The vendors of the leading personal finance software packages vied for the allegiance of bankers last week - to informative and sometimes amusing ends.
The participants - representing Intuit Inc., Meca Software Inc., and Microsoft Corp. - were in harmony on one point: They want to be banks' partners rather than competitors.
But their styles and tones differed significantly during a rigidly timed, debate-like confrontation early one morning at the Bank Administration Institute's retail delivery systems conference.
Intuit's personal products group vice president, Eric Dunn, had the bearing of a market leader. He portrayed the company's best-selling Quicken software as a financial institution's best option because of its market reach and upscale user demographics. Mr. Dunn pointed out that Quicken's customer base of eight million is more than double the combined user bases of Meca's Managing Your Money and Microsoft's Money.
Paul Harrison, president of Meca, split his time between self-promotion and attacks on Intuit's claim of being the banks' best friend.
Mr. Harrison emphasized that Meca is owned by a consortium of banks, led by BankAmerica Corp. and NationsBank Corp., and thus will be most attentive to industry concerns.
He also showed a video depicting a fictional couple installing a copy of Quicken distributed by their bank. After some confusing moments in which the couple cannot figure out who sent the software - their bank's name did not appear on the package - the pair install Quicken and promptly move their account to Citibank because it is listed by the program as a lower- cost provider of electronic services.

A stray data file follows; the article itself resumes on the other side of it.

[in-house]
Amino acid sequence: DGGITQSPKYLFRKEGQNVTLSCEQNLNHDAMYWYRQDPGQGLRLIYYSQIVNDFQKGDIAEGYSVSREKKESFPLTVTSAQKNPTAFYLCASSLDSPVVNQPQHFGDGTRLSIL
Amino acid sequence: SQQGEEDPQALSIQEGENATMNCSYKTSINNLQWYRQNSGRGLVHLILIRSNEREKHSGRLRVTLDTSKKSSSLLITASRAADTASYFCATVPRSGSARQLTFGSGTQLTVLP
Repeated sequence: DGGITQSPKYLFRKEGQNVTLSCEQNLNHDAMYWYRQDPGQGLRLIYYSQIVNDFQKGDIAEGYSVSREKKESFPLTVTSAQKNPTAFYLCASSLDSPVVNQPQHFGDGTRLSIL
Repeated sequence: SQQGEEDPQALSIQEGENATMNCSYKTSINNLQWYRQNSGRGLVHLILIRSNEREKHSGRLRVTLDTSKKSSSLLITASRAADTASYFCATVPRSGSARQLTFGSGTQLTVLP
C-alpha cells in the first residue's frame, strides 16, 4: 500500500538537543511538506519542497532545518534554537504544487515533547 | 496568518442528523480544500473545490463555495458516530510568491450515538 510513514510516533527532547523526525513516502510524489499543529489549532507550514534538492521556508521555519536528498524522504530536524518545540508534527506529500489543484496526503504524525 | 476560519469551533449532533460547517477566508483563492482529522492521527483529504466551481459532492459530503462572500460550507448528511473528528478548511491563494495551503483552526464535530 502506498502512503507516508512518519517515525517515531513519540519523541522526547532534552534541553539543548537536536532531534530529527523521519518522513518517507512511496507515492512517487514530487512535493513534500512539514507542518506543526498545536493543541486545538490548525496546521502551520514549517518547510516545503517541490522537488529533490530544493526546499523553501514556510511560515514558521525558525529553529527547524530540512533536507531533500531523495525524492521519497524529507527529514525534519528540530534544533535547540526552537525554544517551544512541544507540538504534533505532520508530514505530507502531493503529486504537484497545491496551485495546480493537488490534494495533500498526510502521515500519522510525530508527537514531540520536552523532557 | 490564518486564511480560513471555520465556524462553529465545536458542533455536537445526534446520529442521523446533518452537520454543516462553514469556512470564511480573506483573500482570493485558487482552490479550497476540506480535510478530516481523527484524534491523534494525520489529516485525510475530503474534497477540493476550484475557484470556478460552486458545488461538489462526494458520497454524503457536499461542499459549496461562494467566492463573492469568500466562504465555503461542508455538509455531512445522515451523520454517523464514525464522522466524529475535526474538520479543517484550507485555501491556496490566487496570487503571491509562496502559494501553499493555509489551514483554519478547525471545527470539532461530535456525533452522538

Richard Bray, Microsoft Money product manager, eschewed talking about competitors and instead reinforced pledges earlier in the conference by chairman Bill Gates that Microsoft is out to help bank partners.
Mr. Bray ran over his allotted time, prompting a mid-sentence cutoff of his microphone. As he shouted a closing line to the audience, one banker said, chuckling, "He ain't our good friend yet."
In the question-and-answer period that followed, bankers heard still more pledges of cooperation from all three players. In the area of transaction processing options, both Microsoft and Meca promised to support banks' ability to choose processors, while Intuit said only that it would strive to be an efficient provider of processing services.